A second direction of their research is to examine if there are any top-down consequences on face perception of having face-name prototypes in our heads. “That is, if I tell you the fellow you will be meeting this afternoon is named ‘Bob’ will you perceive his face rounder than it actually is? Or if I tell you that his name is ‘Tim’, will you perceive him to be thinner than he actually is?” asks Thomas. “These types of effects of category labels on lower-level perception are becoming a concern for researchers in cognitive and social psychology because their existence suggest that we may not ever be able to see what’s actually there but will always be influenced by what we expect to be there.”


Story Source:

The above story is based on materials provided by Miami University. Note: Materials may be edited for content and length.


Cite This Page:

Miami University. "'He Looks Like A 'Bob'' Is True." ScienceDaily. ScienceDaily, 21 May 2007. <www.sciencedaily.com/releases/2007/05/070518164713.htm>.
Miami University. (2007, May 21). 'He Looks Like A 'Bob'' Is True. ScienceDaily. Retrieved March 27, 2015 from www.sciencedaily.com/releases/2007/05/070518164713.htm
Miami University. "'He Looks Like A 'Bob'' Is True." ScienceDaily. www.sciencedaily.com/releases/2007/05/070518164713.htm (accessed March 27, 2015).

Share This


More From ScienceDaily



More Mind & Brain News

Friday, March 27, 2015

Featured Research

from universities, journals, and other organizations


Featured Videos

from AP, Reuters, AFP, and other news services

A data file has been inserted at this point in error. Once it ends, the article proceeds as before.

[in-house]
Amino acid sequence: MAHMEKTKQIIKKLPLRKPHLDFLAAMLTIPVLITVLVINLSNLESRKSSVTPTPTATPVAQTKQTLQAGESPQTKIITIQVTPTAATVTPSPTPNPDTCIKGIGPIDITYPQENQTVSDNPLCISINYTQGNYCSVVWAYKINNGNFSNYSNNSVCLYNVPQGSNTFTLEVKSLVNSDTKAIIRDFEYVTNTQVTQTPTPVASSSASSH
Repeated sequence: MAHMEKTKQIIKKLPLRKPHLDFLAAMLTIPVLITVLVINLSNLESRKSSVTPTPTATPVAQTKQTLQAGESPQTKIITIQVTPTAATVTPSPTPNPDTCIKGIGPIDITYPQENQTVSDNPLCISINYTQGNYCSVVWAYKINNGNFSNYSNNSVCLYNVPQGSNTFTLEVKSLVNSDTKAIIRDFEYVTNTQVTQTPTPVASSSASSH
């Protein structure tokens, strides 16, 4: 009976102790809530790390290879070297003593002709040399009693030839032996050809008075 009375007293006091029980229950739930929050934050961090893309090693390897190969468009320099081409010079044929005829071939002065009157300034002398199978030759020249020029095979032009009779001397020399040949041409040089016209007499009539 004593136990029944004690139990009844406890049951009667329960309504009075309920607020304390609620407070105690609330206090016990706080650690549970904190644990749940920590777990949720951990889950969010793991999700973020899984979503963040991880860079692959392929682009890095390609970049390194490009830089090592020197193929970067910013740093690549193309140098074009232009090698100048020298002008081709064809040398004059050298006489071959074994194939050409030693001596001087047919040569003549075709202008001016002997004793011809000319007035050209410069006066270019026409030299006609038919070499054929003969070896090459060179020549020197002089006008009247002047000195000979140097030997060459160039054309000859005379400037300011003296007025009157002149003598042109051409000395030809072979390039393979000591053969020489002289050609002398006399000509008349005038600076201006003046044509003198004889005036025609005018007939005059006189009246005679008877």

AAA: Distracted Driving a Serious Teen Problem

AAA: Distracted Driving a Serious Teen Problem

AP (Mar. 25, 2015) While distracted driving is not a new problem for teens, new research from the AAA Foundation for Traffic Safety says it&apos;s much more serious than previously thought. (March 25) Video provided by AP
Powered by NewsLook.com
Smartphone Use Changing Our Brain and Thumb Interaction, Say Researchers

Smartphone Use Changing Our Brain and Thumb Interaction, Say Researchers

Reuters - Innovations Video Online (Mar. 25, 2015) European researchers say our smartphone use offers scientists an ideal testing ground for human brain plasticity. Dr Ako Ghosh&apos;s team discovered that the brains and thumbs of smartphone users interact differently from those who use old-fashioned handsets. Jim Drury went to meet him. Video provided by Reuters
Powered by NewsLook.com
Many Don't Know They Have Alzheimer's, But Their Doctors Do

Many Don't Know They Have Alzheimer's, But Their Doctors Do

Newsy (Mar. 24, 2015) According to a new study by the Alzheimer&apos;s Association, more than half of those who have the degenerative brain disease aren&apos;t told by their doctors. Video provided by Newsy
Powered by NewsLook.com
A Quick 45-Minute Nap Can Improve Your Memory

A Quick 45-Minute Nap Can Improve Your Memory

Newsy (Mar. 23, 2015) Researchers found those who napped for 45 minutes to an hour before being tested on information recalled it five times better than those who didn&apos;t. Video provided by Newsy
Powered by NewsLook.com

Search ScienceDaily

Number of stories in archives: 140,361

Find with keyword(s):
Enter a keyword or phrase to search ScienceDaily for related topics and research stories.

Save/Print:
Share:

Breaking News:

Strange & Offbeat Stories


Health & Medicine

Mind & Brain

Living & Well

In Other News

... from NewsDaily.com

Science News

Health News

Environment News

Technology News



Save/Print:
Share:

Free Subscriptions


Get the latest science news with ScienceDaily's free email newsletters, updated daily and weekly. Or view hourly updated newsfeeds in your RSS reader:

Get Social & Mobile


Keep up to date with the latest news from ScienceDaily via social networks and mobile apps:

Have Feedback?


Tell us what you think of ScienceDaily -- we welcome both positive and negative comments. Have any problems using the site? Questions?
Mobile: iPhone Android Web
Follow: Facebook Twitter Google+
Subscribe: RSS Feeds Email Newsletters
Latest Headlines Health & Medicine Mind & Brain Space & Time Matter & Energy Computers & Math Plants & Animals Earth & Climate Fossils & Ruins